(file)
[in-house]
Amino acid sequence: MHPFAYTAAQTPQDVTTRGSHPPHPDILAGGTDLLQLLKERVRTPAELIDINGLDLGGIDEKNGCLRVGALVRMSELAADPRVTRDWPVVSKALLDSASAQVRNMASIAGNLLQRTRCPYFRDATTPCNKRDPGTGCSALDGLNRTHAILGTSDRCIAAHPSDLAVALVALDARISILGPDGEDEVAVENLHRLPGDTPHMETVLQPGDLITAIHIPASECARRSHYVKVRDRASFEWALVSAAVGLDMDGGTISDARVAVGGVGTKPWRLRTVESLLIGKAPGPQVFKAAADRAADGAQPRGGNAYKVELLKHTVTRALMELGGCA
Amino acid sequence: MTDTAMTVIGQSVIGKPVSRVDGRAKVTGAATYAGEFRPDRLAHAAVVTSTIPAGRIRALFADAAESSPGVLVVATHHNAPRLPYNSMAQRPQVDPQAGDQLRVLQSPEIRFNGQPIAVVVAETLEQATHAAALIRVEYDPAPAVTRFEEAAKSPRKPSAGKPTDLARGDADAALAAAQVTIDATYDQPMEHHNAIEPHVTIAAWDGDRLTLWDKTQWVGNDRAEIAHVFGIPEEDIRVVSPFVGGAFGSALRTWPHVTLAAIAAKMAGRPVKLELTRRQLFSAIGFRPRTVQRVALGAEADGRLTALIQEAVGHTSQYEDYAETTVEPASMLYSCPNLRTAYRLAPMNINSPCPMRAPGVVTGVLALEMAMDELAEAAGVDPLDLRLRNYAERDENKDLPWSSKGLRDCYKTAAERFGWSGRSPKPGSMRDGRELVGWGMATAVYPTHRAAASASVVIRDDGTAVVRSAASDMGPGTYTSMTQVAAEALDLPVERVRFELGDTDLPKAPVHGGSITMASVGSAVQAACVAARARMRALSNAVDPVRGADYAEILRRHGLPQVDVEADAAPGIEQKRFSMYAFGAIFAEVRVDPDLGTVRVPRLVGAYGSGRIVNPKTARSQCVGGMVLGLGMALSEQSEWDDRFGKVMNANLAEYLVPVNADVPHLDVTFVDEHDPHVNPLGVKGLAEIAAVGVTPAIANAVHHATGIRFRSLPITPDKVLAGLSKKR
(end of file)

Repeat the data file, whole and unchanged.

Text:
[in-house]
Amino acid sequence: MHPFAYTAAQTPQDVTTRGSHPPHPDILAGGTDLLQLLKERVRTPAELIDINGLDLGGIDEKNGCLRVGALVRMSELAADPRVTRDWPVVSKALLDSASAQVRNMASIAGNLLQRTRCPYFRDATTPCNKRDPGTGCSALDGLNRTHAILGTSDRCIAAHPSDLAVALVALDARISILGPDGEDEVAVENLHRLPGDTPHMETVLQPGDLITAIHIPASECARRSHYVKVRDRASFEWALVSAAVGLDMDGGTISDARVAVGGVGTKPWRLRTVESLLIGKAPGPQVFKAAADRAADGAQPRGGNAYKVELLKHTVTRALMELGGCA
Amino acid sequence: MTDTAMTVIGQSVIGKPVSRVDGRAKVTGAATYAGEFRPDRLAHAAVVTSTIPAGRIRALFADAAESSPGVLVVATHHNAPRLPYNSMAQRPQVDPQAGDQLRVLQSPEIRFNGQPIAVVVAETLEQATHAAALIRVEYDPAPAVTRFEEAAKSPRKPSAGKPTDLARGDADAALAAAQVTIDATYDQPMEHHNAIEPHVTIAAWDGDRLTLWDKTQWVGNDRAEIAHVFGIPEEDIRVVSPFVGGAFGSALRTWPHVTLAAIAAKMAGRPVKLELTRRQLFSAIGFRPRTVQRVALGAEADGRLTALIQEAVGHTSQYEDYAETTVEPASMLYSCPNLRTAYRLAPMNINSPCPMRAPGVVTGVLALEMAMDELAEAAGVDPLDLRLRNYAERDENKDLPWSSKGLRDCYKTAAERFGWSGRSPKPGSMRDGRELVGWGMATAVYPTHRAAASASVVIRDDGTAVVRSAASDMGPGTYTSMTQVAAEALDLPVERVRFELGDTDLPKAPVHGGSITMASVGSAVQAACVAARARMRALSNAVDPVRGADYAEILRRHGLPQVDVEADAAPGIEQKRFSMYAFGAIFAEVRVDPDLGTVRVPRLVGAYGSGRIVNPKTARSQCVGGMVLGLGMALSEQSEWDDRFGKVMNANLAEYLVPVNADVPHLDVTFVDEHDPHVNPLGVKGLAEIAAVGVTPAIANAVHHATGIRFRSLPITPDKVLAGLSKKR